Sometimes called “cloudy sake,” nigori contains brewed rice particles that are intentionally left when the sake liquid is separated from the sake lees. The lees add to the rich texture, and nigori ranges in different levels of sweetness. We recommend gently mixing the lees by tilting the bottle before serving. Often very versatile for pairing with intensely rich or spicy foods to fruits and desserts.
A sparkling sake is a great aperitif. Often a bit lower in alcohol, it can have bubbles from natural fermentation or added-carbonation just like sparkling wine.
Aged for 3+ years
“Koshu” means aged sake. Most sake are matured at a cool temperature for six months before release, but koshu is typically aged over three years. It can take on an amber color and develop nutty, rich and deep, savory taste profiles.
A traditional brewing style
Similar to kimoto, yamahai is also a traditional and time-consuming method that uses lactic acid in the air (instead of adding it) to naturally create an environment for yeast to start fermentation. The only difference from kimoto is that in the yamahai method, a process called “yamaoroshi,” or mash-grinding, is omitted. Yamahai sake tastes very similar to kimoto sake, but tends to have pronounced acidity.
Crafted with natural microorganisms
In order to create an environment for yeast to start fermentation, about 90% of breweries today use a modern method called “sokujo,” or quick-brew, which adds artificial lactic acid. Some breweries, on the other hand, make sake with a traditional method called kimoto, which uses naturally-existing lactic acid in the air. Compared to sokujo, kimoto requires much more delicate and time-consuming care and maintenance. Sake made with the kimoto method tends to have richer, fuller and deeper flavors with less off-flavors. Today, an increasing number of breweries use this traditional method for their ideal achievements in sake-brewing.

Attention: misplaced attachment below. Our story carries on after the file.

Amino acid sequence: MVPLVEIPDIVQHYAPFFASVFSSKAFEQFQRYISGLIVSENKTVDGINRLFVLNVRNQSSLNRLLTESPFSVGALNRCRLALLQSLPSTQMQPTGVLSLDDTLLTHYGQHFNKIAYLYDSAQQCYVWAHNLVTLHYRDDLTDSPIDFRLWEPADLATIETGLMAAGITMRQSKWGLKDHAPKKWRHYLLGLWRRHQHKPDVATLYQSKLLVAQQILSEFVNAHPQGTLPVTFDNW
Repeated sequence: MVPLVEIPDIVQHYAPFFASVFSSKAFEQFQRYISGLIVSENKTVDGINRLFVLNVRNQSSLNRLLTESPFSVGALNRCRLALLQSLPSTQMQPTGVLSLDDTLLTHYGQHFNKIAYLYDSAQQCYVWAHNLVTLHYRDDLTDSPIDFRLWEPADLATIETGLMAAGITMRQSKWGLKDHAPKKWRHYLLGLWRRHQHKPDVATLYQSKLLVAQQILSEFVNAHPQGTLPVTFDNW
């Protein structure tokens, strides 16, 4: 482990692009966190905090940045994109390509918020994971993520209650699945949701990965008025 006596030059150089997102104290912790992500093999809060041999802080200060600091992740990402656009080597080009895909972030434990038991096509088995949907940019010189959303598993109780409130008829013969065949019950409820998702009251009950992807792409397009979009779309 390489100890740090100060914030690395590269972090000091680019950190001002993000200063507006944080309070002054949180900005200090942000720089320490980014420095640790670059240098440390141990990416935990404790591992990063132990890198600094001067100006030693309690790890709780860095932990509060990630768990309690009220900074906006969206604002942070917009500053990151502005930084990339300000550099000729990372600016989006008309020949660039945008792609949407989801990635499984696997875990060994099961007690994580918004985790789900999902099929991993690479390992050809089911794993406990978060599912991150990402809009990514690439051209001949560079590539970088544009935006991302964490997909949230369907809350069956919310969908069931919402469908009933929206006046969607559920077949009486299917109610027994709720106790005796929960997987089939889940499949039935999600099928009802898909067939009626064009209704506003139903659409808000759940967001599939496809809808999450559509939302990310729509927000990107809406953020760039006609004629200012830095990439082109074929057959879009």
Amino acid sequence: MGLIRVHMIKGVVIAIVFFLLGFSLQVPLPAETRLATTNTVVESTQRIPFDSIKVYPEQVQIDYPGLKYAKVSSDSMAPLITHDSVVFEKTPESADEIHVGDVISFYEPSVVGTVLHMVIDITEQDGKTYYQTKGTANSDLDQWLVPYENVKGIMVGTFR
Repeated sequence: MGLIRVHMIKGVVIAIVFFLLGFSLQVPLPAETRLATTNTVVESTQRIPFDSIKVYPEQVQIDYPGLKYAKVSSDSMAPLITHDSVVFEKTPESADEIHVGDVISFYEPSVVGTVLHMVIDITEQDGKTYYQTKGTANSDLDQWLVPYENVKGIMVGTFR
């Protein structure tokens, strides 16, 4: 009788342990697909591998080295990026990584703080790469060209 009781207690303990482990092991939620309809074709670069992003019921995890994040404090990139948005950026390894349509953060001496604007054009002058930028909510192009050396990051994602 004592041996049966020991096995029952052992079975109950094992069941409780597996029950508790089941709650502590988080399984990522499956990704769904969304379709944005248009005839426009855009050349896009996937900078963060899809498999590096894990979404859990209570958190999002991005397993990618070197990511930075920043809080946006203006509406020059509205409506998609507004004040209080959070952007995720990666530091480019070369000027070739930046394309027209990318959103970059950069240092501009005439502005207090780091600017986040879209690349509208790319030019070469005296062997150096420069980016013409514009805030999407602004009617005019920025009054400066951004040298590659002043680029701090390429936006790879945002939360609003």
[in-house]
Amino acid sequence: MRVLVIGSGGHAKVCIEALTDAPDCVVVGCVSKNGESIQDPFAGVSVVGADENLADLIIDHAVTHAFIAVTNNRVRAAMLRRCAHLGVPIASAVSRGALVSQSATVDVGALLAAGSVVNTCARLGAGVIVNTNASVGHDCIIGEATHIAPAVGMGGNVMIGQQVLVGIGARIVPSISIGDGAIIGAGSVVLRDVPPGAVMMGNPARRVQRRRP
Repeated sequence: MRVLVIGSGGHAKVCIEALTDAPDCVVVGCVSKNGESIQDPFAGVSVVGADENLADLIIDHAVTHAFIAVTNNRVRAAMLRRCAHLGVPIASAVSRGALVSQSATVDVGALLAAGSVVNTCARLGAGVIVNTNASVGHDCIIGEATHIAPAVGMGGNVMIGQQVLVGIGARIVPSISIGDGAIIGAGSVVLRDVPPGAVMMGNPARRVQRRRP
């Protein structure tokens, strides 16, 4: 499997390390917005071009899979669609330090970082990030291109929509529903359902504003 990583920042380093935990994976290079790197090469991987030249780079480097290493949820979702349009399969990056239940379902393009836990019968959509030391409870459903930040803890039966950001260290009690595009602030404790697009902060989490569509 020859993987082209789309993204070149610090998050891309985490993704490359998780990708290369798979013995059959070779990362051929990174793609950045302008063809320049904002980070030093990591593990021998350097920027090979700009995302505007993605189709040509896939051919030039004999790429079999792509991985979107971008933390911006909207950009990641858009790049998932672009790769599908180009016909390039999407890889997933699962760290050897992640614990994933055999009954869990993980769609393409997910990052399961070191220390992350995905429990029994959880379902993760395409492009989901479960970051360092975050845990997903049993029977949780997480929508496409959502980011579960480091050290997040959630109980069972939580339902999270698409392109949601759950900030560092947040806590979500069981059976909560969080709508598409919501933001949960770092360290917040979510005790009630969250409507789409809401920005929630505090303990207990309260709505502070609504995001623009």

Brewers normally perform pasteurization (heat-treatment) before shipping, but they also produce a small amount of “nama,” or unpasteurized sake. Usually released in early spring, nama sake tends to have bold and refreshing flavors. Delicate and constant refrigeration is required to prevent changes in its color, aroma and flavors.
Pasteurized once before shipping
Sake is usually pasteurized twice — once before storing and once before shipping. However, there is a type of sake called “namachozo,” meaning the first pasteurization is omitted. Because it’s stored unpasteurized (nama means unpasteurized and chozo means storing), namachozo sake retains the freshness and vivid flavors of nama sake. Like nama, please be sure to keep it refrigerated after purchase.
Pasteurized once before storing
Whereas sake which omits the first pasteurization process is called namachozo (stored unpasteurized), sake that omits the second pasteurization is called namazume (bottled unpasteurized). Similar to namachozo, namazume sake tends to have refreshing and vivid flavors. Like nama, please be sure to keep it refrigerated after purchase.
“Genshu” is undiluted sake. Usually at the end of production, sake is diluted with that pristine natural brewery water to lower alcohol content to 14-15% and adjust the flavor. Genshu on the other hand is undiluted, tends to have a higher alcohol content and more concentrated flavors.
Sake often goes through some kind of filtration process to stabilize the product and adjust flavor. “Muroka” (not filtered) skips this process to retain robust aromas and raw taste profiles.
Flavored sake is a broad category for Tippsy that includes fruit-infused sake and fruit-mixed sake using Japanese plums, peach, apple and yuzu citrus.